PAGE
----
> capitalist meltdown, or an sustained experience at its sharp end, for
> alternative money systems to seem credible. Our acute and urgent
> ecological awareness of natural finitude may be able to draw a very
> thick line around the endless expansions of capitalism - and I'm then
> wondering whether the state legislators who still lay down the laws
> for capitalism's operations will realise that local money systems, or
> at least the recognition of the social dimension of currency and
> value-markers, might have a role to play in social order.<
> I have summed up what I have learned about community currencies in  
> a French
> book chapter of which this is the translation:
> http://www.thememorybank.co.uk/papers/common-wealth
> You are not wrong about the appeal of LETS and similar cc schemes in
> economically desperate circumstances. Michael Linton
> (http://www.lets.net/)invented the original in the context of a  
> slump in
> British Columbia. The Argentina example is well-known, but the  
> movement
> collapsed equally rapidly. Alternative currencies have emerged  
> mainly in
> capitalist countries like Canada, Britain, Japan and France,  
> perhaps in
> more deprived areas (which is not certain), but they have not taken  
> off in
> a quarter-century of operations. It seems that, whatever their  
> concrete
> advantages in providing additional purchasing power, there is  
> widespread
> resistance to adopting them. This may be partly a question of  
> persuading
> people that their inured money habits are not inevitable. It is also
> because they usually mimic the stand-alone model of nation-states  
> and tend
> to become introverted and clubby. At the very least these  
> experiments are a
> source of political education and spread ideas about non-capitalist  
> forms
> of economy, even if
>> Again, to pick up another point of Michel's, trust-based resource
> management pops up in the most interesting places, at least in the
> relatively material process of newspaper production - the Guardian
> now explicitly proclaims that its trust status is a guarantor of its
> editorial quality, freedom, and innovativeness. So the attractiveness
> of an ideal of social affect as the basis for running an enterprise,
> service or organisation - wikinomics, in Tapscott's sense - is
> already out there. I'm always wondering - and perhaps Keith Hart can
> help here - whether 'top down' is always oblivious to 'bottom up', or
> whether there might some imaginable state policy reform that could
> fecundly generate a whole range of collaborative enterprises. I'm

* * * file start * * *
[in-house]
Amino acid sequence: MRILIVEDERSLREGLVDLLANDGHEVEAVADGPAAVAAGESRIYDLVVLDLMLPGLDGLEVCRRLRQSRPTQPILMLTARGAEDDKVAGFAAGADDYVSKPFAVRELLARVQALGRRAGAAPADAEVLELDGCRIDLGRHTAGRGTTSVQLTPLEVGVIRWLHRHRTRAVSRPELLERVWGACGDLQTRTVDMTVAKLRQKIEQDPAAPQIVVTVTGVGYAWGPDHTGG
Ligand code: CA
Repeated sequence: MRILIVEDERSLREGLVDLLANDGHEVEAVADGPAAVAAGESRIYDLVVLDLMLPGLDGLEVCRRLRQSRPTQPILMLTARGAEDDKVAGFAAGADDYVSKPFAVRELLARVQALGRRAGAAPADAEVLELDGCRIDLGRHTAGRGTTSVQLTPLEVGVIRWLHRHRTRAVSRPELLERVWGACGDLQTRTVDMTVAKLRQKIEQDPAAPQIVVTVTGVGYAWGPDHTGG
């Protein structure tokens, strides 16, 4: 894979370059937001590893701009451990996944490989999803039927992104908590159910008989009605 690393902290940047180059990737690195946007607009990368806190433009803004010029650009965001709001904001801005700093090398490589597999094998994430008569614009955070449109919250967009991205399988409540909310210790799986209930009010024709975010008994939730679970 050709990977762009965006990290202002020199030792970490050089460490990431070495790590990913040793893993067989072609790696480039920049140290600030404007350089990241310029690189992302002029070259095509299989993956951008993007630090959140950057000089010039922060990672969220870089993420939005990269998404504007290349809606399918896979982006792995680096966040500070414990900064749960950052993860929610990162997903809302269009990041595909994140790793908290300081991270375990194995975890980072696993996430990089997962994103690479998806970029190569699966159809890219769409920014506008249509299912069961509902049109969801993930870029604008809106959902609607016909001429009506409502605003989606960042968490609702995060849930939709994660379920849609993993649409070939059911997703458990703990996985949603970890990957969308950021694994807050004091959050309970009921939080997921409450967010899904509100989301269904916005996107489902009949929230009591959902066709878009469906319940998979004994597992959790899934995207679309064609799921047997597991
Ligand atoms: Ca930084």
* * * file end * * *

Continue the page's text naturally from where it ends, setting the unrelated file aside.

> thinking of the discussion around the PSP (public service provider)
> going on in Ofcom in the UK, where websites and gamemakers can bid
> for public money on the basis of providing a 'public service'; or the
> Swedish state subsidy for local newspapers, to protect press  
> diversity.<
> I like to start from Max Weber's notion of legitimation. Power works
> alright as force, but it helps if you can persuade people that it  
> is right.
> There are specific social consequences of the claims that rulers  
> make to be
> rightful. If the king claims divine right, it will not do to  
> arrange the
> murder of the head of his church. Sticking with the religious  
> analogy, the
> World Bank is like the Vatican in the High Middle Ages. Even if  
> cardinals
> then were corrupt and compromised by power, the fact that the  
> church was
> Christian obliged them to go through the motions of caring for the  
> poor.
> The fact that the Bank is supposed according to its constitution to
> alleviate global poverty means that there is ideological pressure  
> to be
> seen to do more than merely implement the White House's policies. This
> leads the Bank to take up notions like the informal economy and social
> capital which appear to address the real lives of the poor  
> everywhere, But
> of course, since it is a top-heavy western bureaucracy, it kills off
> whatever initiatives it touches. The institutional desire to reach  
> down to
> the people, however, is at some level sincere, if maladroit. The  
> same could
> probably be said of Brown and the British government or even the  
> Guardian
> newspaper. It is in the nature of power of want to be right. This  
> doesn't
> mean ordinary people can influence the powerful. That was Emile  
> Durkheim's
> problem, not Weber's and the idea of a moral politics seems even less
> relevant to our times than it did to his.
> Best,
> Keith